San Diego Zoo Welcomes 'Secretary Bird' Chicks
Secretary bird chicks.
CREDIT: Ken Bohn, San Diego Zoo Safari Park
Two secretary bird chicks that hatched at the San Diego Zoo Safari Park earlier this summer are being hand-reared by animal care staff.
The secretary bird species is native to Africa, south of the Sahara Desert, and is listed as a vulnerable population by the International Union for the Conservation of Nature because of recent evidence from across its range suggesting that its population is experiencing a rapid decline, probably owing to habitat degradation, disturbance, hunting and capture for trade.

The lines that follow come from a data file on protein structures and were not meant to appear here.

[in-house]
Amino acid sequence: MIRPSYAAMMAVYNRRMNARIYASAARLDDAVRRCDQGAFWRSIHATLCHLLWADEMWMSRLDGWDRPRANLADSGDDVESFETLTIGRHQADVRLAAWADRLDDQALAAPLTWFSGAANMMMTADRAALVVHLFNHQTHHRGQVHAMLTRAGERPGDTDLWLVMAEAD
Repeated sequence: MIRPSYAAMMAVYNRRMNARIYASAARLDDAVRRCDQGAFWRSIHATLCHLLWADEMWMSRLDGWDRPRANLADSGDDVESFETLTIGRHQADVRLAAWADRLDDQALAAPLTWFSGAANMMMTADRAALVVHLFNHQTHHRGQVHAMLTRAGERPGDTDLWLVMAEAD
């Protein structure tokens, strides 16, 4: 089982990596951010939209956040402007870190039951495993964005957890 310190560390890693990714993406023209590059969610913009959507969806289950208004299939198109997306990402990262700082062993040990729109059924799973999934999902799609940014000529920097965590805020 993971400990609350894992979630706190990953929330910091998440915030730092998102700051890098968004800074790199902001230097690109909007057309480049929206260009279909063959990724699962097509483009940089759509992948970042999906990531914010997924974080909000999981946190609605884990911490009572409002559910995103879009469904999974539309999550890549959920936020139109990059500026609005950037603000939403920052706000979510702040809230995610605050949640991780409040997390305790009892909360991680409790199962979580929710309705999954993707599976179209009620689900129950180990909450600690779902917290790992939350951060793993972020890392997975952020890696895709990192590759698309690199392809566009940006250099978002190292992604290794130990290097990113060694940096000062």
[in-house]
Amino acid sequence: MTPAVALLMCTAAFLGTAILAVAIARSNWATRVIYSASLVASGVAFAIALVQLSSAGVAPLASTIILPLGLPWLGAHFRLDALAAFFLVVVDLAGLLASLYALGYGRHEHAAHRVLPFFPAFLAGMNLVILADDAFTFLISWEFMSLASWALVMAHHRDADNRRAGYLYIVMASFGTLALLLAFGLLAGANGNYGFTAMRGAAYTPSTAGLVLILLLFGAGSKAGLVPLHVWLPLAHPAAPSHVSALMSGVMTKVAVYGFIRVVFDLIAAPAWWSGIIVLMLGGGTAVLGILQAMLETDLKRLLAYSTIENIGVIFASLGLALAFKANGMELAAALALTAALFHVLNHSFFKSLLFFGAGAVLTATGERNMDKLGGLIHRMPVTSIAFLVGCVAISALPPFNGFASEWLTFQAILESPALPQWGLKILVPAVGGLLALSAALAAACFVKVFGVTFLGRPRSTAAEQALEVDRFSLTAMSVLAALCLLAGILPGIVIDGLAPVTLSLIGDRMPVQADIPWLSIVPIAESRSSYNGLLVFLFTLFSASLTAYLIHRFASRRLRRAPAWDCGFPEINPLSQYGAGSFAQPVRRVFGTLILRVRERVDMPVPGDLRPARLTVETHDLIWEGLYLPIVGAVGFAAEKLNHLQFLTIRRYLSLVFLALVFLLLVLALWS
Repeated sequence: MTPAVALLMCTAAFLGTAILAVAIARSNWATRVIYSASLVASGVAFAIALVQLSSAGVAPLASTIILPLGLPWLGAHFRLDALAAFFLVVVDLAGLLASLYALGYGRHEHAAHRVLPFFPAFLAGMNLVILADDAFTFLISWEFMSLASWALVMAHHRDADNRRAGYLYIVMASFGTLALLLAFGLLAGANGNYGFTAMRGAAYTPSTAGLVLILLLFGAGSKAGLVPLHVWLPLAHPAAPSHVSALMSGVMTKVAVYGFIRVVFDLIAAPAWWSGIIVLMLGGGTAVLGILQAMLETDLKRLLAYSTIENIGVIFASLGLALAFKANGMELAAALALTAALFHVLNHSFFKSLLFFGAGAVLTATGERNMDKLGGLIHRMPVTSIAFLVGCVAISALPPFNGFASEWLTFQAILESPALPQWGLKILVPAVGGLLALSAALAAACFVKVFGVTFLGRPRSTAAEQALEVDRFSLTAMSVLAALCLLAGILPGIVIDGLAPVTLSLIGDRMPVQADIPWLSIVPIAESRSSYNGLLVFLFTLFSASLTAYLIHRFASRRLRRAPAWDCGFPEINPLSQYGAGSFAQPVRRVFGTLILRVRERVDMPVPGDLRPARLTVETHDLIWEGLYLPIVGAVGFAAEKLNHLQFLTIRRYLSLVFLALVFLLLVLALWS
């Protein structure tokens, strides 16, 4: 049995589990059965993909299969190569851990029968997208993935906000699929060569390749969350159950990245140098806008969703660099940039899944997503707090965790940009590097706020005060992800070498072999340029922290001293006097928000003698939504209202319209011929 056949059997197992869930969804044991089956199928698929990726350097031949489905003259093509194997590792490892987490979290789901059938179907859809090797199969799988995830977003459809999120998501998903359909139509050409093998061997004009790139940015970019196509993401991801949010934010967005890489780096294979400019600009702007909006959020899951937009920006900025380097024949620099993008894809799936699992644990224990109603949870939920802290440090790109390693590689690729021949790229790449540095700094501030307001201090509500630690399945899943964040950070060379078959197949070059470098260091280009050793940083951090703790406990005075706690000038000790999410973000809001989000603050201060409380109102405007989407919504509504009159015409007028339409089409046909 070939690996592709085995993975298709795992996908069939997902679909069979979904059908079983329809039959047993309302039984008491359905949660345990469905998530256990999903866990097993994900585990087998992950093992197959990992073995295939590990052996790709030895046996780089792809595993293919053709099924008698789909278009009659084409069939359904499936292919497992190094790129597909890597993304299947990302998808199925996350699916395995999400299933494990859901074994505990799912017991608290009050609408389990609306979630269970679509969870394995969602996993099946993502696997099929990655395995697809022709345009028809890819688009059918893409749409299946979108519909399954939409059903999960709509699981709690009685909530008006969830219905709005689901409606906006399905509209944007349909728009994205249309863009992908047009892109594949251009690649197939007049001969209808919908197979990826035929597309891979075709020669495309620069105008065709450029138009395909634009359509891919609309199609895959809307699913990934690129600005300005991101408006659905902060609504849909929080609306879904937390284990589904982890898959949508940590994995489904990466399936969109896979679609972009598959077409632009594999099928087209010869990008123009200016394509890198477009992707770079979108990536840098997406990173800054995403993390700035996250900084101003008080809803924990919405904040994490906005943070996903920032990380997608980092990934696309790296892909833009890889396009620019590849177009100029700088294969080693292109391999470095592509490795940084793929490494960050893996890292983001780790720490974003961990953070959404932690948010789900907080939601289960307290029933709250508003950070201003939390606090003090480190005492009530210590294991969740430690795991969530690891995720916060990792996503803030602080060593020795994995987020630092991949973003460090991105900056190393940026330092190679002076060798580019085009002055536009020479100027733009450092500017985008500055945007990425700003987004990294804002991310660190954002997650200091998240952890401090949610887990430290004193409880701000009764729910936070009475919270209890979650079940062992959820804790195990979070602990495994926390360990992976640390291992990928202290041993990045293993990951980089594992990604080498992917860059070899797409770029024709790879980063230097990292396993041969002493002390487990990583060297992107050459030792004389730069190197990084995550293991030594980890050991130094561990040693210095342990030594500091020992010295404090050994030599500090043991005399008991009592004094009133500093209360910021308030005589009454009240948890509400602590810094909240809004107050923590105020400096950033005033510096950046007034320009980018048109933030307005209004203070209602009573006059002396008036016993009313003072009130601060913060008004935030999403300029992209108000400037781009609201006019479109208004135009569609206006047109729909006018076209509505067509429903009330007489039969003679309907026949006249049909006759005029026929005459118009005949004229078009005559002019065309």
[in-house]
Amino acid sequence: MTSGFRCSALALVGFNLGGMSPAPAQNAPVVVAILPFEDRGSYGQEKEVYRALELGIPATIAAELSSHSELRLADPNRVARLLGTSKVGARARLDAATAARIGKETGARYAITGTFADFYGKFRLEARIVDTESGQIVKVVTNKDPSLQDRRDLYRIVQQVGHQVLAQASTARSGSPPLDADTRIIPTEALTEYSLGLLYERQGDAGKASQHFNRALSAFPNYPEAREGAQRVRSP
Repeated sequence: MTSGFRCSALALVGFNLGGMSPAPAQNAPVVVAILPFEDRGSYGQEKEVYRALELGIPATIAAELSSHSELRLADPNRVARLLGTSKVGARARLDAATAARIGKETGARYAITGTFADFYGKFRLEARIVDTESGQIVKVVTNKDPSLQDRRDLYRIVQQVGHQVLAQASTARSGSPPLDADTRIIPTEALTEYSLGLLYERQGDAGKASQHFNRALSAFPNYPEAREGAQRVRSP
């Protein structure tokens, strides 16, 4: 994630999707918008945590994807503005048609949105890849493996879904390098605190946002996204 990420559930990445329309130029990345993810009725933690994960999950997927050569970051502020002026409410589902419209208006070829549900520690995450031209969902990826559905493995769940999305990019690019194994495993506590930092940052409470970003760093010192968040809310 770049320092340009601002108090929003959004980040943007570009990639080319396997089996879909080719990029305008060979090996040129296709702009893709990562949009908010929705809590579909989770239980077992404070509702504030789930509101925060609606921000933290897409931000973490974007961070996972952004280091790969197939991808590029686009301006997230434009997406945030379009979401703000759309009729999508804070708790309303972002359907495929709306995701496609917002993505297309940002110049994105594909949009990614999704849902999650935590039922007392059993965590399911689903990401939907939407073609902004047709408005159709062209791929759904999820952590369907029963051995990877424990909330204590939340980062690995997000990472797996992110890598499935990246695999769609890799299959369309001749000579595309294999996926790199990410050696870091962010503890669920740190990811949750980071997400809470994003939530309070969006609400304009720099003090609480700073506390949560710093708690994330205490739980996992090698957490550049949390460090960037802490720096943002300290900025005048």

The secretary bird's English name was once thought to come from the 1800s when Europeans first spotted these birds, but it is now believed that the name is from the Arabic saqr-et-tair, or hunter bird. Secretary birds are distantly related to buzzards, vultures, harriers and kites; however, secretary birds spend most of their time on the ground hunting for their food on foot.
The chicks will grow to be about 4 feet (1.2 meters) tall.
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